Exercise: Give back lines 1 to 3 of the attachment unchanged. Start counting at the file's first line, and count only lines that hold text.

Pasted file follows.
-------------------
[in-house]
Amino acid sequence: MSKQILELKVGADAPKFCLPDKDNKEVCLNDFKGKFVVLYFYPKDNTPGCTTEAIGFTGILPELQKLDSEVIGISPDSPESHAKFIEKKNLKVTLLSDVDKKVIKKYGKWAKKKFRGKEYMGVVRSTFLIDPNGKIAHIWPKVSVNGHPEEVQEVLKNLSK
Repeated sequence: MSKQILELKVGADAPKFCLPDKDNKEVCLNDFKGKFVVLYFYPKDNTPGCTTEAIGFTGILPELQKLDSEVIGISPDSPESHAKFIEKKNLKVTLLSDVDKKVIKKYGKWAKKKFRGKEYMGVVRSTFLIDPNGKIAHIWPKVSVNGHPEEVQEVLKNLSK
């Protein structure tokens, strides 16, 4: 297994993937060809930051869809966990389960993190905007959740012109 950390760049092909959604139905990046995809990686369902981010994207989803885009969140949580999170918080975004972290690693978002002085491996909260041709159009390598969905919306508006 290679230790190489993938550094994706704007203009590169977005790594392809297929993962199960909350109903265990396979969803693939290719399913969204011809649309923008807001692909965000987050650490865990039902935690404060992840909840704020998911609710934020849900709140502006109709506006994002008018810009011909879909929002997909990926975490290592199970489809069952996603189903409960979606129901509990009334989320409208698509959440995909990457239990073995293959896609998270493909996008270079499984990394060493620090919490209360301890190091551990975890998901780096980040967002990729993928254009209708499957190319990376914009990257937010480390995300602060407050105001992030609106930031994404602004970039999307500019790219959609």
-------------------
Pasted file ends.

[in-house]
Amino acid sequence: MSKQILELKVGADAPKFCLPDKDNKEVCLNDFKGKFVVLYFYPKDNTPGCTTEAIGFTGILPELQKLDSEVIGISPDSPESHAKFIEKKNLKVTLLSDVDKKVIKKYGKWAKKKFRGKEYMGVVRSTFLIDPNGKIAHIWPKVSVNGHPEEVQEVLKNLSK
Repeated sequence: MSKQILELKVGADAPKFCLPDKDNKEVCLNDFKGKFVVLYFYPKDNTPGCTTEAIGFTGILPELQKLDSEVIGISPDSPESHAKFIEKKNLKVTLLSDVDKKVIKKYGKWAKKKFRGKEYMGVVRSTFLIDPNGKIAHIWPKVSVNGHPEEVQEVLKNLSK